Produced by Augury's Mathieu Marcotte and mixed and mastered by Cryptopsy's Christian Donaldson, the album is crisp and clear without sounding overproduced. I usually don't comment on production but in this case it really stood out for me. In addition, Marcotte and Donaldson lend their shredding talents to the solos on "For Glory" and "Point Blank" respectively. Shoot 'Em Up is a full clip best unloaded at full volume. It fires on all cylinders and finishes in a blaze of glory. No need to ration as Mortor serves up a full meal between an appetizer of Six Feet Under's Undead and a dessert of Testament's Dark Roots of the Earth. Eat up, Soldier.


Thursday, October 4, 2012

Ponderous Chain - Shackled

While I might not use the word "burgeoning" to describe the Kingston, ON metal scene, there are a number of talented bands around town. "Promising" sounds like a more apt descriptor. One of those promising young bands is Ponderous Chain and their self-released debut album, Shackled. I've seen the band perform a number of times and have witnessed the band's live show progressively improve. Unfortunately, I've yet to see them play while I was not in an "altered state". So it wasn't without a certain sense of excitement that I undertook the process of evaluating their work properly. The biggest and most obvious difference between the live, intoxicant-addled experience and the recorded material is the ability to actually hear everything. This is important because this progressively-minded five-piece packs plenty of nuance into their sound. Having the time to let those subtleties sink in helped to change my admittedly neutral perception of the band.  
It might be easy to play cut-and-paste with the band's influences, but not for this writer. Many of the influences either listed by the band or picked up by myself or others are somewhat out of my comfort zone. Progressive is usually a term I approach with caution. Maybe it's an attention span thing. But Ponderous Chain and progressiveness are inextricably linked. The band eschews traditional song structures, incorporating instrumental breaks (sometimes more than one), and neck-snapping tempo changes. Meshuggah are the most obvious band to have rubbed off on PC with their sharp, chugging riffs. Other influences (Opeth, The Ocean Collective) may be apparent but I have no tolerance for either of those bands (Don't hit me!). So any comparisons to them goes right over my head. But that's okay. I prefer to let the open, flowing passages between pummelling assaults wash over me without trying to draw parallels.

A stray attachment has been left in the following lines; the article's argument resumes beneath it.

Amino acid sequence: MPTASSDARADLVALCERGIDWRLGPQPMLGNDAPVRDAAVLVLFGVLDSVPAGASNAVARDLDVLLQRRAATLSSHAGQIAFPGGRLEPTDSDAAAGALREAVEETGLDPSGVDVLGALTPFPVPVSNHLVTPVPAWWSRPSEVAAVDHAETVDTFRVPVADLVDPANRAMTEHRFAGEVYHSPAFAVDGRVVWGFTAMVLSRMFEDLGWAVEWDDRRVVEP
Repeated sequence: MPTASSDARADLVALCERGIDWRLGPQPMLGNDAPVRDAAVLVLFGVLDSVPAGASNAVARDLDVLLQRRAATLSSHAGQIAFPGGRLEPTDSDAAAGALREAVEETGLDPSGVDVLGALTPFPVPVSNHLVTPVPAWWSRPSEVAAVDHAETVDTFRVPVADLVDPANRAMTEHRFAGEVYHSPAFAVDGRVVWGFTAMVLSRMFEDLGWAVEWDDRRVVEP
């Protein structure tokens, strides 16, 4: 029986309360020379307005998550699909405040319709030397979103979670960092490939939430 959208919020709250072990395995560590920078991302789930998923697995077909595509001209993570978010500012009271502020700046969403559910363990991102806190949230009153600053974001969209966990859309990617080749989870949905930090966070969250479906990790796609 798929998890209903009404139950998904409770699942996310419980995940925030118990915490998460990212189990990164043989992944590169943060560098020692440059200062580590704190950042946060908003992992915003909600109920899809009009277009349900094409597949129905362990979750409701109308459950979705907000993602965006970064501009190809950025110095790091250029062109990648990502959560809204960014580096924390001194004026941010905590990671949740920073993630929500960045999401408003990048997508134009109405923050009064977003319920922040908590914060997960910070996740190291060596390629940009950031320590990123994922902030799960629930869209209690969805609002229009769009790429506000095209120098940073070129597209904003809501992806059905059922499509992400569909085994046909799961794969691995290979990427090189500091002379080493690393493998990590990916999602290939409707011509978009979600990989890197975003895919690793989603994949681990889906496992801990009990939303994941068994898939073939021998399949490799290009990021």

While I would assume that jamming has some part to play in the process, the songs seem too "written" to leave much to chance. I'm not saying this in a bad way. In fact, it's what I expected when I first saw Ponderous Chain's lineup. I was familiar with guitarist Zach Aylesworth from his previous band, Rozea Haven. Having seen them perform a few times, Aylesworth struck me as a perfectionist. The few times he missed a note (which I couldn't hear) a pained expression would cross his face. Like he was coming as close to kicking himself in the ass as he could without actually doing it. So it was only natural that the intricacies found in Shackled would bubble to the surface. Teamed with fellow guitarist Colin Sinclair, the duo have crafted songs that can ground and pound one moment and challenge the listener the next. The songs have movement. Speaking of movement, the rhythm section of Jim and Dan O'Handley (bass and drums respectively) are well versed in dynamics, albeit in two different ways. Jim's rubbery basslines course through the album with fluidity. The phenomenal drumming Dan displays at times left my jaw agape. Not to be outdone, vocalist Christian Wolf's delivery lacks any stagnancy. I've seen many young bands with vocalists afraid to vary their bark/growl/roar to any degree. Not so with Wolf. Mixing the harshest of harsh with spoken passages and (almost) clean singing, he melds fittingly into the mold Ponderous Chain has made with lyrics on subjects such as the war on terror, revenge and sociopolitical ills. 
I'd be remiss if I didn't offer the band some constructive criticism. My points are minor and easily remedied. First, at times the lyrics sound forced and somewhat behind the music in terms of maturity. I expect that will evolve with time. Second, and this may be totally personal preference, but the five minute ambient piece ("Liquid Oracle") right in the middle of the album is a major buzzkill. Two relatively minor issues is really no big deal. Those points are overshadowed by the things that Ponderous Chain do well. The songs are well written and well performed. The songs are deep and layered enough that the listener is pushed to actually pay attention rather than let the album pass by as background noise. And while the progressiveness of Shackled is the main impression it leaves, the band still employs memorable riffs and the strong musicianship to really sink those hooks in. The band is young and eager. The fact that Shackled is as good as it is as a debut speaks volumes about how much potential is lurking behind Ponderous Chain. Do your self a favour and come out to experience them for yourself. You might have to come down here to Kingston to do it, but they usually open for some pretty serious acts so it would be well worth it. And besides, you might get to hang out with me.